Mission Delhi – Devendra Bisht, Bahrisons Booksellers, Galleria Market
One of the one percent in 13 million.
[Text and photos by Mayank Austen Soofi]
Coronavirus isn’t going away any time soon. One will have to live with the pandemic.
These are truths universally acknowledged.
Devendra Bisht, 39, has appropriately adapted his present days to the new normal without making much fuss.
“Life has to go on, work must carry on,” he stoically says this afternoon, talking on WhatsApp from his work. He is the branch head, sales, at Bahrisons Booksellers bookstore in Gurgaon’s Galleria Market. Unlike most of us, Mr Bisht has been attending to his day-job duty long before the last batch of the lockdown ended in the Delhi region. “I joined work as soon as the bookshops were permitted to restart their operations.”
In the BC (before corona) era, Mr Bisht would commute daily on the Yellow Line metro from Delhi’s Katwaria Sarai to the so-called Millennium City. But to avoid risky commuting, his thoughtful employers arranged a flat for him in Gurgaon, where he is with six other colleagues.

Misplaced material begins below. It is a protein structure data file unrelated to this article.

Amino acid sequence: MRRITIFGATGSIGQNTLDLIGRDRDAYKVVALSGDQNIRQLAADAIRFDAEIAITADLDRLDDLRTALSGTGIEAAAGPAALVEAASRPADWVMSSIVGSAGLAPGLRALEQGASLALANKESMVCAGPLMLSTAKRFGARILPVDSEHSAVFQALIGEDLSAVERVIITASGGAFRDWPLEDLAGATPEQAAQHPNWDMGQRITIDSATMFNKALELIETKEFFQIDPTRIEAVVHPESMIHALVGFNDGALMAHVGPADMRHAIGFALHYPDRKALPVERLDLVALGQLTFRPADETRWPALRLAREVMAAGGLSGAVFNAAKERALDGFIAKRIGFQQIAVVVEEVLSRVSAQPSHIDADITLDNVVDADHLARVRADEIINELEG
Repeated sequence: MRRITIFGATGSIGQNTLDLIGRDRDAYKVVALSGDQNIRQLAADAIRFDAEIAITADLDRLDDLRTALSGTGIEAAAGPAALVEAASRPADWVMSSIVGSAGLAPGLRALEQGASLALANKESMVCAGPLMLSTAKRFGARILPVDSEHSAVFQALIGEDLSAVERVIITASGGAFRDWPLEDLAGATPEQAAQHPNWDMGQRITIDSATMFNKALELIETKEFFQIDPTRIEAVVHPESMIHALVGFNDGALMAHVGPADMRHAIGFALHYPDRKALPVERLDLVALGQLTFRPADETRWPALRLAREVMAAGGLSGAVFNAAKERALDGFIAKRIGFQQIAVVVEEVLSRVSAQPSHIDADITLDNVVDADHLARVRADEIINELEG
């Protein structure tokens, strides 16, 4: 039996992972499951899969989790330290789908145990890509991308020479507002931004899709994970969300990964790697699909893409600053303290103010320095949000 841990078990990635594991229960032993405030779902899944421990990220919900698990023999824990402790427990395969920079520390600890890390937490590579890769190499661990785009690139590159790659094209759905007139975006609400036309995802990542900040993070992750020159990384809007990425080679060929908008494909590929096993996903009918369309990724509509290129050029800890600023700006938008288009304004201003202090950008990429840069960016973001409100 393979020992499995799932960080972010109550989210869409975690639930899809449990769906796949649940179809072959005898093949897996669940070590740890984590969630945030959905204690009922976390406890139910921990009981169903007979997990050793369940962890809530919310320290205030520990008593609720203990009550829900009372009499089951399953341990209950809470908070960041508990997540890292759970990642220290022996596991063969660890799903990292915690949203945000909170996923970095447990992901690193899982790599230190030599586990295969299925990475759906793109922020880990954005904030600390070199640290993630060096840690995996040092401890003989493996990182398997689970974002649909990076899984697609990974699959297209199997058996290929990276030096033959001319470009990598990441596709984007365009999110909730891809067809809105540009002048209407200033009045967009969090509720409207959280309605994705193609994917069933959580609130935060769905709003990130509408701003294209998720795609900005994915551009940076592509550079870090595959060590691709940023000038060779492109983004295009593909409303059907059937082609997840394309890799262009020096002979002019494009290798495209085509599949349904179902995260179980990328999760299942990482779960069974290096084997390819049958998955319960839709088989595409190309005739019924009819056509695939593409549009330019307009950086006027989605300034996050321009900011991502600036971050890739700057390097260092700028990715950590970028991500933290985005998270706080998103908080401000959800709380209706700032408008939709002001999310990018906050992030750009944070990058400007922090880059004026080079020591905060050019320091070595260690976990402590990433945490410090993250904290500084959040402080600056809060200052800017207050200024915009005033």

“It’s very close to the shop… we walk to work.”
Mr Bisht and his team are observing all the safety measures on the job, from wearing masks to using sanitisers and washing hands frequently with soap. Right now he is wearing long gloves too.
But such caution, in such unprecedented times, are not always enough to bring comfort to anxious loved ones. Hema Bisht often dials her husband on phone from their Delhi home, urging him to maintain a safe distance while interacting with customers. “She is worried for me,” he remarks. He is equally anxious for her and their two boys—he hasn’t visited them for more than 20 days, to avoid unnecessary commuting. “I tell her not to let Ashish and Akash leave the house… and that she must be masked and gloved while out on grocery shopping.”
The couple talks on WhatsApp video every night.
But Mr Bisht certainly doesn’t feel alone. He cherishes the company of his colleagues, who presently are also his rooomies—Sikander, Pooran, Rahul, Bali, Hari Om, and Chander.
“We cook dinner together.” They usually reach their pad around nine. Last night they were too lazy to prepare an elaborate meal, and so quickly rustled out the easy dish of pulao—boiling rice with an assortment of vegetables.
Now Mr Bisht briefly steps out of the shop. It is early evening. The market plaza on the ground floor is empty except for a figure walking around the fountain. Mr Bisht points out towards the setting sun, the scene is looking just as it used to in the evenings before corona. As if nothing has changed.
[This is the 325th portrait of Mission Delhi project]
At work, as always